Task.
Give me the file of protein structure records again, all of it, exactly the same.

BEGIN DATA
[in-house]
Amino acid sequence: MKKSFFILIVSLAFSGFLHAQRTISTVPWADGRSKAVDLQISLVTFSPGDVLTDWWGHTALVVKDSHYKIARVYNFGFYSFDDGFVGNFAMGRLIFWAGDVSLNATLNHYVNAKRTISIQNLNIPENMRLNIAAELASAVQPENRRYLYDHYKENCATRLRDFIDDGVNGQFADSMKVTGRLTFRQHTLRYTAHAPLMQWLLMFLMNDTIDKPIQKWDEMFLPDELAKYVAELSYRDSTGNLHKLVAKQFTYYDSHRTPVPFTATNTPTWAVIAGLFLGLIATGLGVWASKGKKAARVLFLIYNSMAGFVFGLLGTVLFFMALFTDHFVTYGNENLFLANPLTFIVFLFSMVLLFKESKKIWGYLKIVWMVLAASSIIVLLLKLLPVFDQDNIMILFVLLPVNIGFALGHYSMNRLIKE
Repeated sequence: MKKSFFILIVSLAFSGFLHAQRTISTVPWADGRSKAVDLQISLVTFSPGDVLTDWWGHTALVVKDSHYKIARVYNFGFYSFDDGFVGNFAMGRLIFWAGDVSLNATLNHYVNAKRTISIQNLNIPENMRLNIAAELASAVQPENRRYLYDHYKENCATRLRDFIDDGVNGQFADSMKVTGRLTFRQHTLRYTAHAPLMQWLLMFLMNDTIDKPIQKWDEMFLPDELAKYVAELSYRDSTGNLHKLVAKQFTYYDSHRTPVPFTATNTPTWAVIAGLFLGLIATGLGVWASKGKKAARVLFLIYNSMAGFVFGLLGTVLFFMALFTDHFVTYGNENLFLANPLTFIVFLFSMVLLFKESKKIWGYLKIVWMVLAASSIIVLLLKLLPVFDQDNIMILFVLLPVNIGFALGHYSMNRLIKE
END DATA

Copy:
[in-house]
Amino acid sequence: MKKSFFILIVSLAFSGFLHAQRTISTVPWADGRSKAVDLQISLVTFSPGDVLTDWWGHTALVVKDSHYKIARVYNFGFYSFDDGFVGNFAMGRLIFWAGDVSLNATLNHYVNAKRTISIQNLNIPENMRLNIAAELASAVQPENRRYLYDHYKENCATRLRDFIDDGVNGQFADSMKVTGRLTFRQHTLRYTAHAPLMQWLLMFLMNDTIDKPIQKWDEMFLPDELAKYVAELSYRDSTGNLHKLVAKQFTYYDSHRTPVPFTATNTPTWAVIAGLFLGLIATGLGVWASKGKKAARVLFLIYNSMAGFVFGLLGTVLFFMALFTDHFVTYGNENLFLANPLTFIVFLFSMVLLFKESKKIWGYLKIVWMVLAASSIIVLLLKLLPVFDQDNIMILFVLLPVNIGFALGHYSMNRLIKE
Repeated sequence: MKKSFFILIVSLAFSGFLHAQRTISTVPWADGRSKAVDLQISLVTFSPGDVLTDWWGHTALVVKDSHYKIARVYNFGFYSFDDGFVGNFAMGRLIFWAGDVSLNATLNHYVNAKRTISIQNLNIPENMRLNIAAELASAVQPENRRYLYDHYKENCATRLRDFIDDGVNGQFADSMKVTGRLTFRQHTLRYTAHAPLMQWLLMFLMNDTIDKPIQKWDEMFLPDELAKYVAELSYRDSTGNLHKLVAKQFTYYDSHRTPVPFTATNTPTWAVIAGLFLGLIATGLGVWASKGKKAARVLFLIYNSMAGFVFGLLGTVLFFMALFTDHFVTYGNENLFLANPLTFIVFLFSMVLLFKESKKIWGYLKIVWMVLAASSIIVLLLKLLPVFDQDNIMILFVLLPVNIGFALGHYSMNRLIKE